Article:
the easier it is to move it around now don’t be disappointed if you sweep
it into every crack and you come out tomorrow morning and you see that it’s
fallen through and it’s left some marks like this you keep a little bit to the
side and keep topping it up for a couple of days you’ll fill every joint and you
won’t have a paver wobbling ever. Pavers down they look magnificent except for
the last header course on this edge now I’m going to show you two different ways
you can haunch, the first one is you leave that last course out and throw some mud
in there and tap them down and lay it on top and when I say mud it’s obviously a
sand and cement mix it’s three parts of the same sand that I was paving on and
one part cement that’s pretty strong and I’ve made it pretty stiff you can see
it’s not runny if it was soft and runny when I lay the paver it would just swim
on me and by swim I mean move so going
underneath the paver like that keying it in and then doing an angle on the side
of it is the strongest and best way to do it the quickest and easiest way to do
it is to lay the paver then come along with the same mix and throw the mud up
next to it and just try and push a little bit underneath of course I’m
going to tidy that up with the trowel so you can go under and on the side or just
on the side like this so as you can see it’s sitting on about
150mm of mud, I clean up the edges, aiming for 45 degrees but it’s going to be covered by
either a garden bed or lawn, you’re never going to see it that’s where you
get the kids to write their names in it the second way you end up with a bigger
haunch because it’s got to do more you don’t have that bit underneath helping
you anchor it in. Still aim for 45 but you end up with a lot more mortar in
the ground and if you’re laying a lawn and you wanted to be fantastic you’re
going to find that your grass dries out a little bit more doing it this way
because there’s less soil for it I can’t help myself I’ve been doing it for 20
odd years Lucky last job, we’re going to compact the pavers down embed them in
place but if I use the plate compactor without this piece of carpet there
hard surface on hard surface I’d end up breaking pavers so I’ve got a piece of
carpet I’ve attached it to the front with a couple of zip ties on each side I’m
going to protect my ears because I’ve only got one pair and fire this bad boy
up for the very last time now because I use the pave lock it’s
important that I just give the whole job I wash down when I finish get rid of any
extra residue you don’t want it and job done
I’ve been paving for over 20 years and still when I see a finished job I get, you know,
hair on the back of my neck standing up thinking what a great little
project that was and I’m sure if you’re tackling it for the first time or doing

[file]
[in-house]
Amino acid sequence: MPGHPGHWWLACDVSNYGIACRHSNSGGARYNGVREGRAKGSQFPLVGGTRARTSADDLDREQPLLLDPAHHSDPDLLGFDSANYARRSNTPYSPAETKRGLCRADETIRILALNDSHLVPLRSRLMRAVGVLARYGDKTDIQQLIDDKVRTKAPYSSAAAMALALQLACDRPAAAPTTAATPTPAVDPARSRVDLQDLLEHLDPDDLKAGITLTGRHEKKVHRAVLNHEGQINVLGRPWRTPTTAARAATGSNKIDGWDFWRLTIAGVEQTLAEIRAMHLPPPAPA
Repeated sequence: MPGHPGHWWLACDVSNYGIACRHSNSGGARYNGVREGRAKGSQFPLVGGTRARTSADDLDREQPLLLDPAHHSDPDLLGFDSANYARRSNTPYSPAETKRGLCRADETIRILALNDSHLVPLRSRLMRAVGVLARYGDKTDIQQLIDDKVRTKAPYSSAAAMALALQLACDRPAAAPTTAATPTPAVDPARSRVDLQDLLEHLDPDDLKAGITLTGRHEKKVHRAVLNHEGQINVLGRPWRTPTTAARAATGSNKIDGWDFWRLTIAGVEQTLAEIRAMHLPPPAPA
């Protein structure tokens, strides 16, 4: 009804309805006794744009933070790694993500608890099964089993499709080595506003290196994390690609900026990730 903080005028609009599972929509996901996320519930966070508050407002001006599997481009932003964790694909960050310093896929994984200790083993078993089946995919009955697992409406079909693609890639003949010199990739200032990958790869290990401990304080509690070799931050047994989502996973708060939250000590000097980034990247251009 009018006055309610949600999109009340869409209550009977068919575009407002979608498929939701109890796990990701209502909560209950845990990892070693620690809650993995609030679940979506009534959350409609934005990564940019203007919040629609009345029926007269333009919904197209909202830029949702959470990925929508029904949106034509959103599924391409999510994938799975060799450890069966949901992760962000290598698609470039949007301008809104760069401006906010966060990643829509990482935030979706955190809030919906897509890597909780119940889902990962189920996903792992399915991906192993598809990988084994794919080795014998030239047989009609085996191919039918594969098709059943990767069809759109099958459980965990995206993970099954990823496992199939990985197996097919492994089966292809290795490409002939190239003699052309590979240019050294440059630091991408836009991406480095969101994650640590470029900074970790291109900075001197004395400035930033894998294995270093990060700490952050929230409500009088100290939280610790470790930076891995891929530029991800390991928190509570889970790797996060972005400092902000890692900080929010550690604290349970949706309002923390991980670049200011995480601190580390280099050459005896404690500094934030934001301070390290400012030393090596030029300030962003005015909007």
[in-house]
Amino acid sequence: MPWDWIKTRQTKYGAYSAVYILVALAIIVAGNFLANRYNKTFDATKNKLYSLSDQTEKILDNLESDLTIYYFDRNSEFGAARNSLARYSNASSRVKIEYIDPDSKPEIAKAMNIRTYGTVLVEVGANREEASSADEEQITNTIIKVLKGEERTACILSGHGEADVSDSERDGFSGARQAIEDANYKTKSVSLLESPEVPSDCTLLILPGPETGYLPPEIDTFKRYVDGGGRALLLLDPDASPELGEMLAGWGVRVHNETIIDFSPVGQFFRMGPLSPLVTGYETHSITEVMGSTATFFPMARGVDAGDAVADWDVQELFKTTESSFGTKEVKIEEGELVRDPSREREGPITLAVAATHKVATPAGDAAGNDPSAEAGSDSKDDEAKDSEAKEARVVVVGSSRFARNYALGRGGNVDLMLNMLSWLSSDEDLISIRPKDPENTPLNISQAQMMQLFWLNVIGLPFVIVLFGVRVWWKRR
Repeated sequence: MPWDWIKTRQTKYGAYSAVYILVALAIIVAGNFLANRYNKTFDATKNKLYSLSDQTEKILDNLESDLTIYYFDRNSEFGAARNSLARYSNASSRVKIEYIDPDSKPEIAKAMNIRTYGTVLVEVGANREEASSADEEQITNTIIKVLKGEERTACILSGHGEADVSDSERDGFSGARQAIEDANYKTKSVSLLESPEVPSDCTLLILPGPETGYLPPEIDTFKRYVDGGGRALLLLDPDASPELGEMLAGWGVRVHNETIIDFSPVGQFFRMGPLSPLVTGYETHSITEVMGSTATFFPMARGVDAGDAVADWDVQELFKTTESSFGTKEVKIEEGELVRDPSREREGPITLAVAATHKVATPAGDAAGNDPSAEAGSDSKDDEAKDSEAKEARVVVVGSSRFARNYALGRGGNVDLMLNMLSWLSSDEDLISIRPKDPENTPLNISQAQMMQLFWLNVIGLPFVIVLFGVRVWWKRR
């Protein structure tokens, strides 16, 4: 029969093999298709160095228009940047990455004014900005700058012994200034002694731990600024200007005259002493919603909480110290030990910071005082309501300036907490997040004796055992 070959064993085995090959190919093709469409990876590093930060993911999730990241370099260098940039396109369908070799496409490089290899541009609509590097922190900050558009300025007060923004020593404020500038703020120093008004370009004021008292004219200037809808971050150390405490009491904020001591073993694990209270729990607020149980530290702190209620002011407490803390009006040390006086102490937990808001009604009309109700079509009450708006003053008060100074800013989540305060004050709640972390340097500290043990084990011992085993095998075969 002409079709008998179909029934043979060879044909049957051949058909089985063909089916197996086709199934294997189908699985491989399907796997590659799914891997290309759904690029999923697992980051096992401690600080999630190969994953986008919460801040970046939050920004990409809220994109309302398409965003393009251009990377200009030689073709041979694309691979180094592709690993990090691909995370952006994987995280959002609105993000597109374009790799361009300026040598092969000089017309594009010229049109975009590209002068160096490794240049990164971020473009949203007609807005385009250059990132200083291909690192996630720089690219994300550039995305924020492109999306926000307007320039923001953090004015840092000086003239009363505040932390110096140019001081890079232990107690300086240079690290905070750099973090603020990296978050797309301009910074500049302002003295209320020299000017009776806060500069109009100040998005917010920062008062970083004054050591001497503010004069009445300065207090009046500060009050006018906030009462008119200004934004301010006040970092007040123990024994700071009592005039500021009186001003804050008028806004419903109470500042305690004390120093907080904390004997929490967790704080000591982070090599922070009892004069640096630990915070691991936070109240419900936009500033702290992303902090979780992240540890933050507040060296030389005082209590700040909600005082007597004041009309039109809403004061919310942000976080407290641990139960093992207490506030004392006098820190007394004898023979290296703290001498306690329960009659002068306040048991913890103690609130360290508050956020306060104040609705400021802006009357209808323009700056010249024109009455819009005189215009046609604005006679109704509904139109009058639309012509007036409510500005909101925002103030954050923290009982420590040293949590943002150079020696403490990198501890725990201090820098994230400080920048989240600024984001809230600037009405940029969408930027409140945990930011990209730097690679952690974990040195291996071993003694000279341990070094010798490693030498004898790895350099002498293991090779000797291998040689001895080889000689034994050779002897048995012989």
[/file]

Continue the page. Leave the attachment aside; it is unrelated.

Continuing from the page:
something at home it’s an even better sensation

99 thoughts on “How to DIY Pave a Courtyard or Patio with Jason Hodges | Adbri Masonry

  1. You skipped the part between the pavers and the house. I'm assuming you cemented or put retainer edging on that backside to lock the pavers in?

  2. Bravo mate! – Really loved all your pointers for leveling – and the great end cap 3psand+1pcement to anchor in the edges – excellent! Thanks – your are definitely a PRO!

  3. Thanks so much for this video – you are a fantastic teacher , I followed all the instructions and ended up with a great result. The carpet trick was a great addition.

  4. Adbril did you level the soy first and compact don't forget the steel bar's a touch of concrete and sand in the end lay the patio brick and sprink a cement sand ….

  5. Been doing this for 20+ years myself in the Netherlands and we do it pretty much the same.

    Great explanation, great vid, thanks, great fun to see a fellow gardener from across the world do it.

  6. You have got alot of bad habits the list is endless I would never employ you at my company. You don't have much idea about prep work. Your job would last less than a week and it would sink. Your rubbish man

  7. Nice vid .moving to a new house and have a blank page when it comes to the garden yours was one of the most informative videos I’ve come across whilst looking for Ideas .well definitely be giving it a go

  8. I thought you need to make bedding sand 1 cm higher than existing level to account for pavers compacting? In this video you do it dead level, I am about to start an extent ion of paving myself and I am confused Wether to allow for 1cm extra or not? I am worried the sand won't compact the extra amount and I end up with a lip

  9. Good video showing everything I need some paving done and you make it look so easy to do but I havnt got the compactor thing and it's only you doing it.